It’s misleading to say that the BBQ pork crispy baked pineapple bun helped earn THW their Michelin star.
I think there are far more factors that contributed to their success.
While that pineapple bbq pork bun is one of their signatures and and maybe the most famous, THW is also well known for the pan fried turnip cake, liver cheung fun, and the “malai” steamed sponge cake in Hong Kong (to name a few).
The whole idea behind THW was the anti-Michelin star factor, a former Lung King Heen 3 Michelin star chef leaving and starting his own dim sum restaurant. The fact they got a Michelin star spoke volumes to critics who confirmed how out of touch Michelin really is, but that’s another sentiment for another discussion.
A good part of THW’s success lies in their business model/MO of primarily efficiency and a smaller/exacting menu of steadfast classics and traditional offerings (with a little room for modern) at a pretty consistent quality bar. With that efficiency comes “cooked to order” (a motto now cloned by copycats), the elimination of push carts (replacing it with checksheet) due to increasingly expensive real estate costs… this is another whole can of worms as to why HK historic/traditional food culture is disappearing so fast. When you have fresh/cooked to order, decent quality (debatable to a lot of folks these days), affordable price with high turnover, it’s a win win for the consumer and the business. Other chains over there have repeated this business model, though not at the same level of fame.
Speaking of checksheets…the super expensive but old school Luk Yu Tea House has checksheets (or so the dim sum menu written in Chinese the traditional way) and has been like that for a long time
(pic of Luk Yu checksheet menu lifted from Yelp)
So this has little or nothing to do with carts vs checksheets. Both existed for some time, and some coexisted at some point. I’m sure Luk Yu is not the only restaurant that did check sheet with this old style of printing/font/paper back in the day.
Over here (California), even with such fierce competition there is always a segment of the population that prefers value and quantity/output over higher price balanced with quality (part of it is human nature). So if a good number of the big names and players are offering similar level product (or even outsourcing the goods to an external dim sum factory, only to heat up the goods in house), with very minor differences, then the winner in the competition will have to offer the best value. Then there’s not much incentive to hire skilled dim sum makers or invest time in doing things right at the loss of efficiency and variety, when it will just upset the balance books in the end. Yes that can be chalked up to complacency, but these are far more severe symptoms, and people who continue to support these places enable them to get away with doing and offering less for less. This is almost like the impression Hong Kong cafes in the SGV give me, even if you only look at the breakfast menu…who can offer the most variety at the best price…they will all be decent in filling up stomach space and will taste ok, but that’s about it. How many versions of similar ham and egg sandwiches or macaroni in canned soup, a plate of plain cheung fun with the same quality as a Chinese supermarket (just microwaved) or spam & instant noodles with a generic broth can you handle?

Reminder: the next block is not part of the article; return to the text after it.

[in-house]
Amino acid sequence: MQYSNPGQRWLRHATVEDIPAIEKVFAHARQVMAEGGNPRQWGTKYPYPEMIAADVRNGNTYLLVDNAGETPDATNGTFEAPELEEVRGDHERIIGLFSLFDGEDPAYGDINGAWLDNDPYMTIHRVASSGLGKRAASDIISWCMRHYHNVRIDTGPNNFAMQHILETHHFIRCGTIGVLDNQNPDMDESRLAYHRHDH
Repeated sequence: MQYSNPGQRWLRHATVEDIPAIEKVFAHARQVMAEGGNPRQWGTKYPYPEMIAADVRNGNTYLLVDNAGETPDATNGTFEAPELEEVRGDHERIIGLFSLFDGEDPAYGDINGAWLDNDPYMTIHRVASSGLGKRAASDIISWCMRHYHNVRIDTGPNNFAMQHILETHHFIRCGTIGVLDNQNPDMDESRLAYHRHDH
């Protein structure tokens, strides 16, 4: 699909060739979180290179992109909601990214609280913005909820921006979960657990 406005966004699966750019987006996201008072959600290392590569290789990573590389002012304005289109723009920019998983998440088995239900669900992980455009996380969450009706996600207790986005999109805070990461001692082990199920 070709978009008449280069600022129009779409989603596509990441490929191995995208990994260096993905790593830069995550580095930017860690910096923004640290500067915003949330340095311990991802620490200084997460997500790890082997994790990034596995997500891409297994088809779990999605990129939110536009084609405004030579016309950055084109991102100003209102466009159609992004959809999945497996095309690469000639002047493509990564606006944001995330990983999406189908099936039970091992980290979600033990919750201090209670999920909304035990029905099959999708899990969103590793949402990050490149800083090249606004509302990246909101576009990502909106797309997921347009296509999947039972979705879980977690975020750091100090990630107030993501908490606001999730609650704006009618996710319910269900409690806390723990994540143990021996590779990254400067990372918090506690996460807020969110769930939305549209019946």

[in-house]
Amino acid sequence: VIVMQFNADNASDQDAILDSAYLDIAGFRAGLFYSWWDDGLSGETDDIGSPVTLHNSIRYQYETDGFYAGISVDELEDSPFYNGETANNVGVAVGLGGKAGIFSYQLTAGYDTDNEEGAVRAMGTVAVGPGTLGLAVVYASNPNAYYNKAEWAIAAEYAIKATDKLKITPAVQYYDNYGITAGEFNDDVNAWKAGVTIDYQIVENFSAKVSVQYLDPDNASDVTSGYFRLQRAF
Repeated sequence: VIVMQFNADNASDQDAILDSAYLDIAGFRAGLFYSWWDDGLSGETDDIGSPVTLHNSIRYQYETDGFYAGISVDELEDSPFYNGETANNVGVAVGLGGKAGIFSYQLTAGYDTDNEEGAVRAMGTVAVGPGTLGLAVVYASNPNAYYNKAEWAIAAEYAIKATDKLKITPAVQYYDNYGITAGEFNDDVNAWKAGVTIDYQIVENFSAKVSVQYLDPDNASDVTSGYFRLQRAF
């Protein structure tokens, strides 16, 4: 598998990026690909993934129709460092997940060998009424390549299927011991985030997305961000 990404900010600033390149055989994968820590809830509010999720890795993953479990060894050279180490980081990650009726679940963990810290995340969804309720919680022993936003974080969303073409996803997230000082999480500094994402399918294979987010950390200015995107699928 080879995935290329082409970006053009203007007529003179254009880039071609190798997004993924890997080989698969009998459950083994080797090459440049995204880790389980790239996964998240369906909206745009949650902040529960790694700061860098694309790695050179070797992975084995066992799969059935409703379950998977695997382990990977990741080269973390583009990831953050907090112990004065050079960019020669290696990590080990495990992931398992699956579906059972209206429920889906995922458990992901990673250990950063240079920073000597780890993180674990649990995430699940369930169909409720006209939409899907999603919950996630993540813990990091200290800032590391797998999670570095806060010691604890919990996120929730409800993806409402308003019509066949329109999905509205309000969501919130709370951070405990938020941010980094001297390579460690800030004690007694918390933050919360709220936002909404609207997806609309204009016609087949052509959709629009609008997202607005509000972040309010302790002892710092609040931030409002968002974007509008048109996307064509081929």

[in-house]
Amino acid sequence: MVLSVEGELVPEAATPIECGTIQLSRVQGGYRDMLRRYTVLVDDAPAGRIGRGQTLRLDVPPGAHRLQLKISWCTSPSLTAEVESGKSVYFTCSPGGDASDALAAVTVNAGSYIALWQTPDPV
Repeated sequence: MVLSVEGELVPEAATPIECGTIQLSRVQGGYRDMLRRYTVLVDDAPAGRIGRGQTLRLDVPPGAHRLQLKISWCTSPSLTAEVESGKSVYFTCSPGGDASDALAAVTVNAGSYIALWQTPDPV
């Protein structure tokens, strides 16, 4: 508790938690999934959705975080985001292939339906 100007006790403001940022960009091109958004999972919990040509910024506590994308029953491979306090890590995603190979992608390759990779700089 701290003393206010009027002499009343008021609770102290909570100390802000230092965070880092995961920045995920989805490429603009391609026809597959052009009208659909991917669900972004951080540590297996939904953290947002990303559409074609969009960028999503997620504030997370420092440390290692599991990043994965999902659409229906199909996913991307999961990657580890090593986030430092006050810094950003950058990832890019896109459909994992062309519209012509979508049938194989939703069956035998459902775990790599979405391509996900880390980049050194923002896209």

Some say that they cannot tell the difference between a dim sum factory bought and in house heated dim sum item vs if it were made in house. And then there are those who say there are no differences whatsover if that dim sum factory sourced item were heated in bamboo steamers vs metal/tin steamers. So it’s not just business complacency, there’s a bit with the consumer as well.
It’s easy to copy trends, but it’s another to do them just as well. Anyone can try to make something fancy looking just to have it on the menu. It will draw in the crowds temporarily. People can be unforgiving, and then there are those who don’t know better.
THW would be considered a waste of stomach quota for me if I were to visit HK again. Nothing against them, it’s just that there are so many better options to hit up, even for something similar over there, whether one wants to splurge or not. They do make a good business school case study though (similar to Australian Dairy Company for efficiency).